Gates claimed that the whole Super Mag series was developed in October/November 1975, except for the necked down variants and the lengthened straight wall versions. Obviously, the .460 S&W Magnum didn’t exist then, and I’m not entirely certain that the current length .454 Casull case even existed then. I believe Dick Casull was still using standard .45 Colt brass at that time for his custom revolver conversions.
Gates had a huge grudge against Freedom Arms, and often wrote dismissively of their revolvers and the .454 Casull cartridge. It seems that he had approached them to offer a special discounted deal for IHMSA members, and they rebuffed him as his asking price was too low. In return, Gates ramrodded a price ceiling which effectively outlawed the Freedom Arms revolvers in the Production divisions. Until the rule was rescinded years later, those who wanted to compete with the Freedom Arms had to do so in the Unlimited division against customized T/C Contenders and Remington XP100.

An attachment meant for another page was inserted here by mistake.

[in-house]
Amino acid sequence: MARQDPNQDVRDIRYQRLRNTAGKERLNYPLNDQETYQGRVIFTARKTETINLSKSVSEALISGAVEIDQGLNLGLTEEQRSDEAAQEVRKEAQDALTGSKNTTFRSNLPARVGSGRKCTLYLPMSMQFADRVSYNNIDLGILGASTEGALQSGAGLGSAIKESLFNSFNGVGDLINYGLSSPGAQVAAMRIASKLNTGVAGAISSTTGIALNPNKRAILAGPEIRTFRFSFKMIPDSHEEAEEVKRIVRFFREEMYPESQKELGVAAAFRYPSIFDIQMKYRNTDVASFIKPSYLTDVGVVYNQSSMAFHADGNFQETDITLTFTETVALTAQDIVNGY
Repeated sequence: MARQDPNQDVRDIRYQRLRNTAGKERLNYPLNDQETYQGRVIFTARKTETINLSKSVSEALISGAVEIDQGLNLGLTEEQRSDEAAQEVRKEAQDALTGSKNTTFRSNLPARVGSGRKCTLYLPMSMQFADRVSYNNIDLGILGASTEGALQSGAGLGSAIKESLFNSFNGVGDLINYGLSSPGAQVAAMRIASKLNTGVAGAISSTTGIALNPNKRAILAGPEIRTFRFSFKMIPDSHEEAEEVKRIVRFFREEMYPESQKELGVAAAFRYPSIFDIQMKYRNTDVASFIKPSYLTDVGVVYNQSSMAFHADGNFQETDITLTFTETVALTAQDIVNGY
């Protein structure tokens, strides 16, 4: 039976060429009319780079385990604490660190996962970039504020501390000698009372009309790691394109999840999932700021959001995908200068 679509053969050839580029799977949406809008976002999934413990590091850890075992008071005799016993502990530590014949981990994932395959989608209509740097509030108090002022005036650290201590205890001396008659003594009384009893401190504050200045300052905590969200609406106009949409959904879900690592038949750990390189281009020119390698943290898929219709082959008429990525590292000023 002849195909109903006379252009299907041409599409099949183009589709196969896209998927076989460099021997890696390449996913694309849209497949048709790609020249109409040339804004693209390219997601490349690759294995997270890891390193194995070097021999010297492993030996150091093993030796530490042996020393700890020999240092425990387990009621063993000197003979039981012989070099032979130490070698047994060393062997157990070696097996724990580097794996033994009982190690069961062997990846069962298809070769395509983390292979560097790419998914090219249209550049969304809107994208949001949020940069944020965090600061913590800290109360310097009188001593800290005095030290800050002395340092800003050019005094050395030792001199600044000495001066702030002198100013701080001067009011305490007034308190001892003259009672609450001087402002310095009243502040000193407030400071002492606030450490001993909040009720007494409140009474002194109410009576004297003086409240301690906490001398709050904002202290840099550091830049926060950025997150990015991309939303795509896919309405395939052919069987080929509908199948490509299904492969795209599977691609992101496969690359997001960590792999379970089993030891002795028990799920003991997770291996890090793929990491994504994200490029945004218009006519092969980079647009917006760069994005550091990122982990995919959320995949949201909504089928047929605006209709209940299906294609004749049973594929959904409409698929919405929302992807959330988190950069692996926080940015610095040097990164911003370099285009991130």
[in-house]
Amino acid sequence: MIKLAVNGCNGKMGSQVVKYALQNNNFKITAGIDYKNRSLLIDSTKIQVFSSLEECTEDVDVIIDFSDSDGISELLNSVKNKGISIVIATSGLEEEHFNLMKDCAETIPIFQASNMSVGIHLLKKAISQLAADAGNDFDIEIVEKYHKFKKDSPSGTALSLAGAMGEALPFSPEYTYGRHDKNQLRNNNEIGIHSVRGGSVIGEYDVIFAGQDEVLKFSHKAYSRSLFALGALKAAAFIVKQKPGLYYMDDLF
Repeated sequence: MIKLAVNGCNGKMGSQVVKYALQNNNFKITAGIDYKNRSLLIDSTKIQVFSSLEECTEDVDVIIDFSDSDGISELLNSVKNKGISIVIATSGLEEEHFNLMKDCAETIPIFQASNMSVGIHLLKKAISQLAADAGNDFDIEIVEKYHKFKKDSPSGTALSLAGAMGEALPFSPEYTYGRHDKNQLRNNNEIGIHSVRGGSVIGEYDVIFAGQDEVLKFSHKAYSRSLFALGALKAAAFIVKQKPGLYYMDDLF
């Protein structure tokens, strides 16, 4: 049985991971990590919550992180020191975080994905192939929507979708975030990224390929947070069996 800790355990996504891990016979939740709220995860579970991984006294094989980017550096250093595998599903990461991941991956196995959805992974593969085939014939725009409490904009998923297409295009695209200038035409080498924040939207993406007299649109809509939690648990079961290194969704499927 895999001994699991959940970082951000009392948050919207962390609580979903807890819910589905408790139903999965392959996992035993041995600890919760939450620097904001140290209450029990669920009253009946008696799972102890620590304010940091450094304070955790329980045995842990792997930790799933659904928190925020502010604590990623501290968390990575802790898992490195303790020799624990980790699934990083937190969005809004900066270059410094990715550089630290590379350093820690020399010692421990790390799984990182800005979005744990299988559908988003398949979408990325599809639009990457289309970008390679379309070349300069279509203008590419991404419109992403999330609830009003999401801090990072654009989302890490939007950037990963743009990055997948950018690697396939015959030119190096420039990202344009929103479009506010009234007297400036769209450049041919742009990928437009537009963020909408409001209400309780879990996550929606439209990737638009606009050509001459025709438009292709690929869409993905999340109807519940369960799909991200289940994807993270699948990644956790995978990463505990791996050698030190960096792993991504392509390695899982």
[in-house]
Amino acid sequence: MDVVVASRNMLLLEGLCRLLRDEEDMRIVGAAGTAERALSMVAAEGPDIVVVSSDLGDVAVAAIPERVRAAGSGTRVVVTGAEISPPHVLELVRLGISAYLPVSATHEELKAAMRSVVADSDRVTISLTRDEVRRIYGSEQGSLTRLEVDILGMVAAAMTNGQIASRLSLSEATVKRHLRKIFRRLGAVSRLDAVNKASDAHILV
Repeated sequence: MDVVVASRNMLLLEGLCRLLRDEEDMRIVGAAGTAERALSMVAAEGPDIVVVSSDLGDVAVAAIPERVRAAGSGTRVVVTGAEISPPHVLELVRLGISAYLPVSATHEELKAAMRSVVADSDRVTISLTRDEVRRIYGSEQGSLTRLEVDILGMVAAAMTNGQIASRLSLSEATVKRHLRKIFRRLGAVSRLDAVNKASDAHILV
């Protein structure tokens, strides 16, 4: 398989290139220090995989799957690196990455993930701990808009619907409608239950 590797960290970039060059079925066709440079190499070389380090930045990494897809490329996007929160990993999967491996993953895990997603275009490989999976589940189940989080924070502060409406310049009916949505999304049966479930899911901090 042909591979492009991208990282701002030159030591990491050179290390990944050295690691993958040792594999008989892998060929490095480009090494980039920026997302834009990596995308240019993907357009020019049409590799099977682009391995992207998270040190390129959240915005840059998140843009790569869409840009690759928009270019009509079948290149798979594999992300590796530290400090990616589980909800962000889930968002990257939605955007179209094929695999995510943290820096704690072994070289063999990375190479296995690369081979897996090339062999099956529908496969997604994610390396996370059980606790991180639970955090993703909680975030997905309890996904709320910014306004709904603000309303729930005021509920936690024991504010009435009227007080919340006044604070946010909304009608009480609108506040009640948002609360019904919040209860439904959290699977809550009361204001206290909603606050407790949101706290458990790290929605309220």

The .505 Super Mag was supposedly built off of .470 Nitro Express brass, while the .500 Linebaugh series was made from .348 Winchester brass. The .610 Super mag was reportedly made from .577 Nitro Express brass. I don’t think anyone has tried to stuff that into a revolver yet, but J.D. Jones has a version made from full-length .577 Nitro Express brass called the .600/577 JDJ, and another variant with a 2" long case called the .620 JDJ.